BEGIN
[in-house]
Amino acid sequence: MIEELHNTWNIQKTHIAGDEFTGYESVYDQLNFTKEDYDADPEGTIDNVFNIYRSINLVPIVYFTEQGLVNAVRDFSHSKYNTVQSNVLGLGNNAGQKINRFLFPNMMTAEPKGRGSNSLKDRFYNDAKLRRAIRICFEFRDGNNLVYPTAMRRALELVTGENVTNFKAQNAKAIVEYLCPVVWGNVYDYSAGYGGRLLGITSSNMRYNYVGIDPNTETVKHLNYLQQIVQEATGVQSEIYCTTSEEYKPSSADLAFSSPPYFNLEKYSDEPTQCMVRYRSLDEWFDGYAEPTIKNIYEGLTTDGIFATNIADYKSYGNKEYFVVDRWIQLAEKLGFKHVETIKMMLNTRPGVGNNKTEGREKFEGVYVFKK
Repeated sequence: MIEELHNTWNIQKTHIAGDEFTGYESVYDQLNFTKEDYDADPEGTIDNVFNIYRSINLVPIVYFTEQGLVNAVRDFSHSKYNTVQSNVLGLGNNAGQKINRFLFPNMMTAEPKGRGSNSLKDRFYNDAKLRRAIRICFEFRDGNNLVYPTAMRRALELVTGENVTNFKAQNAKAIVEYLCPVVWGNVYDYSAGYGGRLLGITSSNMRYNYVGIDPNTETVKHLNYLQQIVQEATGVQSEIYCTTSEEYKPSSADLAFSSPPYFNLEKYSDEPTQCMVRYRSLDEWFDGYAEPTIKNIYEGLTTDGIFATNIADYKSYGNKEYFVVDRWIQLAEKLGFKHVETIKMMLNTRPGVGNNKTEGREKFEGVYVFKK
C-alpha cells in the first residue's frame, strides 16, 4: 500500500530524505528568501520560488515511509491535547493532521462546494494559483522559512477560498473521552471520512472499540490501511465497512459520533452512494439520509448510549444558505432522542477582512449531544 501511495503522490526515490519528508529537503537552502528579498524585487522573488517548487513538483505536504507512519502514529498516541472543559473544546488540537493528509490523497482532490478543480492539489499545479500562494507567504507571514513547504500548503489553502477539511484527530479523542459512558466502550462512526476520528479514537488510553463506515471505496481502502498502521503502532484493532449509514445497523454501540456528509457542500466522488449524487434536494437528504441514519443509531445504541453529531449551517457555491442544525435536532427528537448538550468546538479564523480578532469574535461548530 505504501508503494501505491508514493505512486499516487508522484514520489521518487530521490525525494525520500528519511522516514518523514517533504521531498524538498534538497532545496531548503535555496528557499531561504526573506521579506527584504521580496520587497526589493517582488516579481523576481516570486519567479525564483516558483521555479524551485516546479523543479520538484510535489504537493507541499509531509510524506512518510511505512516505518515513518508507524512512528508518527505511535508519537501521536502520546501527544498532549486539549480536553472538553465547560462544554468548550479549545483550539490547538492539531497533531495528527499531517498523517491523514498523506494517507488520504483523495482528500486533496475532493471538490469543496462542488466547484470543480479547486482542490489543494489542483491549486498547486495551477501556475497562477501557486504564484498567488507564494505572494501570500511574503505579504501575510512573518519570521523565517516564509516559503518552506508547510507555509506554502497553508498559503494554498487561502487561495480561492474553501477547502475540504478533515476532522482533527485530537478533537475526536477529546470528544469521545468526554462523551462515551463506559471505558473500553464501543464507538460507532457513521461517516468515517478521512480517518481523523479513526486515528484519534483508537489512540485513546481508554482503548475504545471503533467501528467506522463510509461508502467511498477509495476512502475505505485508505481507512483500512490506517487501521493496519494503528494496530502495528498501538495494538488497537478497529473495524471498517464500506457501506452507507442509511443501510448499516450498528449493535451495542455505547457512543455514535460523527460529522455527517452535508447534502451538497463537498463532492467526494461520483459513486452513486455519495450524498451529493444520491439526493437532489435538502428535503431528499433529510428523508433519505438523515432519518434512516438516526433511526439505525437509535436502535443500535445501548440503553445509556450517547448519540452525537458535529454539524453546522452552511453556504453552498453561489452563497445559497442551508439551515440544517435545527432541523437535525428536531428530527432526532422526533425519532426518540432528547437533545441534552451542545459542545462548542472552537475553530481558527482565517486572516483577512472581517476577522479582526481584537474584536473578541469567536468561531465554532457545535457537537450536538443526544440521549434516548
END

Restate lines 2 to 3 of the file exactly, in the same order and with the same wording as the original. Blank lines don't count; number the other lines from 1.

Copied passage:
Amino acid sequence: MIEELHNTWNIQKTHIAGDEFTGYESVYDQLNFTKEDYDADPEGTIDNVFNIYRSINLVPIVYFTEQGLVNAVRDFSHSKYNTVQSNVLGLGNNAGQKINRFLFPNMMTAEPKGRGSNSLKDRFYNDAKLRRAIRICFEFRDGNNLVYPTAMRRALELVTGENVTNFKAQNAKAIVEYLCPVVWGNVYDYSAGYGGRLLGITSSNMRYNYVGIDPNTETVKHLNYLQQIVQEATGVQSEIYCTTSEEYKPSSADLAFSSPPYFNLEKYSDEPTQCMVRYRSLDEWFDGYAEPTIKNIYEGLTTDGIFATNIADYKSYGNKEYFVVDRWIQLAEKLGFKHVETIKMMLNTRPGVGNNKTEGREKFEGVYVFKK
Repeated sequence: MIEELHNTWNIQKTHIAGDEFTGYESVYDQLNFTKEDYDADPEGTIDNVFNIYRSINLVPIVYFTEQGLVNAVRDFSHSKYNTVQSNVLGLGNNAGQKINRFLFPNMMTAEPKGRGSNSLKDRFYNDAKLRRAIRICFEFRDGNNLVYPTAMRRALELVTGENVTNFKAQNAKAIVEYLCPVVWGNVYDYSAGYGGRLLGITSSNMRYNYVGIDPNTETVKHLNYLQQIVQEATGVQSEIYCTTSEEYKPSSADLAFSSPPYFNLEKYSDEPTQCMVRYRSLDEWFDGYAEPTIKNIYEGLTTDGIFATNIADYKSYGNKEYFVVDRWIQLAEKLGFKHVETIKMMLNTRPGVGNNKTEGREKFEGVYVFKK